Skip to main content
The Globe and Mail
Support Quality Journalism
The Globe and Mail
First Access to Latest
Investment News
Collection of curated
e-books and guides
Inform your decisions via
Globe Investor Tools
Just$1.99
per week
for first 24 weeks

Enjoy unlimited digital access
Enjoy Unlimited Digital Access
Get full access to globeandmail.com
Just $1.99 per week for the first 24 weeks
Just $1.99 per week for the first 24 weeks
var select={root:".js-sub-pencil",control:".js-sub-pencil-control",open:"o-sub-pencil--open",closed:"o-sub-pencil--closed"},dom={},allowExpand=!0;function pencilInit(o){var e=arguments.length>1&&void 0!==arguments[1]&&arguments[1];select.root=o,dom.root=document.querySelector(select.root),dom.root&&(dom.control=document.querySelector(select.control),dom.control.addEventListener("click",onToggleClicked),setPanelState(e),window.addEventListener("scroll",onWindowScroll),dom.root.removeAttribute("hidden"))}function isPanelOpen(){return dom.root.classList.contains(select.open)}function setPanelState(o){dom.root.classList[o?"add":"remove"](select.open),dom.root.classList[o?"remove":"add"](select.closed),dom.control.setAttribute("aria-expanded",o)}function onToggleClicked(){var l=!isPanelOpen();setPanelState(l)}function onWindowScroll(){window.requestAnimationFrame(function() {var l=isPanelOpen(),n=0===(document.body.scrollTop||document.documentElement.scrollTop);n||l||!allowExpand?n&&l&&(allowExpand=!0,setPanelState(!1)):(allowExpand=!1,setPanelState(!0))});}pencilInit(".js-sub-pencil",!1); // via darwin-bg var slideIndex = 0; carousel(); function carousel() { var i; var x = document.getElementsByClassName("subs_valueprop"); for (i = 0; i < x.length; i++) { x[i].style.display = "none"; } slideIndex++; if (slideIndex> x.length) { slideIndex = 1; } x[slideIndex - 1].style.display = "block"; setTimeout(carousel, 2500); }

Canadian-born chef Spike Mendelsoh is set to prepare lunch for Justin Trudeau and 250 guests at a State Department event.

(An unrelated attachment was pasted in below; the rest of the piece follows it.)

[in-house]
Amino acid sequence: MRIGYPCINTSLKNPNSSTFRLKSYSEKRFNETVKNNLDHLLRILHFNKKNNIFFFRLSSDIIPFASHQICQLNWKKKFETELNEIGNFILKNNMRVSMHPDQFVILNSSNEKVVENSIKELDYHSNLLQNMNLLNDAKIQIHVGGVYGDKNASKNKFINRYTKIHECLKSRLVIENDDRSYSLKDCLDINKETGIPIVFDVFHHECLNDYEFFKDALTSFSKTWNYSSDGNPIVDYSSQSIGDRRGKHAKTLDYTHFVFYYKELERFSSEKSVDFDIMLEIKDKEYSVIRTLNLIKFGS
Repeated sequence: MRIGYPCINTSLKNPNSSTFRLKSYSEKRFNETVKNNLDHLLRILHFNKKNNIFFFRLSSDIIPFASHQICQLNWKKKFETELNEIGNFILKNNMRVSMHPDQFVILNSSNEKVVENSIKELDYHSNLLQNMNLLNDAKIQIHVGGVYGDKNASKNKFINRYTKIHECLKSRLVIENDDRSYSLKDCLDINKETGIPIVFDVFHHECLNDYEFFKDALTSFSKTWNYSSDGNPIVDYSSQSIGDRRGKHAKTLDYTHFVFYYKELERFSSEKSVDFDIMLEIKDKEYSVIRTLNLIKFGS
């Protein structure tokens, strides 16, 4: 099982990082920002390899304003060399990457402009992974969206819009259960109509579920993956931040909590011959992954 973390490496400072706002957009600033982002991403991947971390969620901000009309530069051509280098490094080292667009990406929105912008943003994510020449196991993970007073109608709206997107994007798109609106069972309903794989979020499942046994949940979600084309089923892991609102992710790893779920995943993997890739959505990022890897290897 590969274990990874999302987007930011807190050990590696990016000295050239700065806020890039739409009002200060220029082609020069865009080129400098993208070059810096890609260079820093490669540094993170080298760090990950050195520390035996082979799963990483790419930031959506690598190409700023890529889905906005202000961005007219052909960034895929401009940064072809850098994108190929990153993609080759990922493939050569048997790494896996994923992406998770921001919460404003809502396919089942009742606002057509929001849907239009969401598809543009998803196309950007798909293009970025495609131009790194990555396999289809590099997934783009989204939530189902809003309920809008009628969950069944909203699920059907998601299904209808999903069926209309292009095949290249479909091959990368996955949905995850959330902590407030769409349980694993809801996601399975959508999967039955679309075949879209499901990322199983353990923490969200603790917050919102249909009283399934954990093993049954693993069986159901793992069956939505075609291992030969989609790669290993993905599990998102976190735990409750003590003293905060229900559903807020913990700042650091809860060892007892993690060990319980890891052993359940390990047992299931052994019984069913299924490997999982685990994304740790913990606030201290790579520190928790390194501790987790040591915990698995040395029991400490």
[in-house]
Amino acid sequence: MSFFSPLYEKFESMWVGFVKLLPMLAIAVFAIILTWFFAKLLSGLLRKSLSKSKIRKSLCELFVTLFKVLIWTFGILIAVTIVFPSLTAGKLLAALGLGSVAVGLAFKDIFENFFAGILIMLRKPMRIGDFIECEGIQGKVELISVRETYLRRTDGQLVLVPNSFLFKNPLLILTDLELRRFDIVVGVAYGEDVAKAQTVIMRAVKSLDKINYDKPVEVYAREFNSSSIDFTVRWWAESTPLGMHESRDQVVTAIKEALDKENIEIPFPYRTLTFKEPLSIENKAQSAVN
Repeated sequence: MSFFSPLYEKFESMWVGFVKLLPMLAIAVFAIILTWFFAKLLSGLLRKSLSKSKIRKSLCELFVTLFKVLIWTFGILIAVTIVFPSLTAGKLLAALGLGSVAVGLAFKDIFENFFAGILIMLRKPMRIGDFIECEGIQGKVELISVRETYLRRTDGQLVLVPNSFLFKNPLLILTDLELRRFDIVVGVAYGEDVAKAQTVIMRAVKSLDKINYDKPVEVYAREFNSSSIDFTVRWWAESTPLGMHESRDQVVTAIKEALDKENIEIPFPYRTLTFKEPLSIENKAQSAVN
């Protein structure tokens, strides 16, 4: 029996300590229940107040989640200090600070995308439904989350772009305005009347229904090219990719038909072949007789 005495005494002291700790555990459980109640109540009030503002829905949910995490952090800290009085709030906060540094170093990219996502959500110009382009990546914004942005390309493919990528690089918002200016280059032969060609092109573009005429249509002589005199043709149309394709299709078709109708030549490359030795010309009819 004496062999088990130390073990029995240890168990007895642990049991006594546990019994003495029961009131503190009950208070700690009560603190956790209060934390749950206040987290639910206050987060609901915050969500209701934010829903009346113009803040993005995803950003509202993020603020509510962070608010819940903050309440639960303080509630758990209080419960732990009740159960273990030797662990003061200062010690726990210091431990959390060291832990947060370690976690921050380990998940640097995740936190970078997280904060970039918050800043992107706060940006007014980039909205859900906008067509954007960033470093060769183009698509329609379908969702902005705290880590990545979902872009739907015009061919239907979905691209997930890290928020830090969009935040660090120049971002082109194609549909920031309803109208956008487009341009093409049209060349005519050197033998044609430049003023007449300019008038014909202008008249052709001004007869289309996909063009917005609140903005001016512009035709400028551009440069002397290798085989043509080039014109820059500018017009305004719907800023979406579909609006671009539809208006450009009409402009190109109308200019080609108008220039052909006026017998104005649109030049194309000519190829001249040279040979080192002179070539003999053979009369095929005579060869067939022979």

Joe Shymanski

On Thursday, Canadian-born chef Spike Mendelsohn will be cooking for Prime Minister Justin Trudeau, Sophie Grégoire-Trudeau and about 250 guests at a State Department lunch being hosted by U.S. Secretary of State John Kerry.

Mendelsohn, 35, grew up in Montreal and Florida, trained at the Culinary Institute of America, has cooked at New York City's Le Cirque and appeared on Top Chef and Iron Chef. The Obamas won't be at his lunch on Thursday (which is part of the PM's official visit), but they've already eaten his food at Good Stuff Eatery and We, The Pizza.

Mendelsohn was also recently named chairman of D.C.'s Food Policy Council and speaks passionately on issues ranging from urban agriculture to small farm-holder co-ops. The Globe and Mail spoke to him on Sunday, as he tweaked his menu for this week's lunch.

Story continues below advertisement

Perhaps I've seen too many political thrillers, but does a lunch for a visiting dignitary involve someone from the security detail tasting your food first? Will they be in the kitchen observing how it gets prepared?

They'll do a whole sweep at some point. I remember when I was cooking at the Cirque in New York and the prime minister of Israel walked in and a bunch of guys with Uzis were hanging out in the kitchen while we were cooking. You're reaching for the salt, hoping they don't think it's something else.

How did it come about that you were asked to prepare this luncheon?

I've been in D.C. since 2008 and my restaurants are on Capitol Hill, where we get a lot of senators and other politicians. I cook a lot for the State Department and do some chef advocacy work. And I'm a D.C. chef who happens to be Canadian.

Can you share your menu?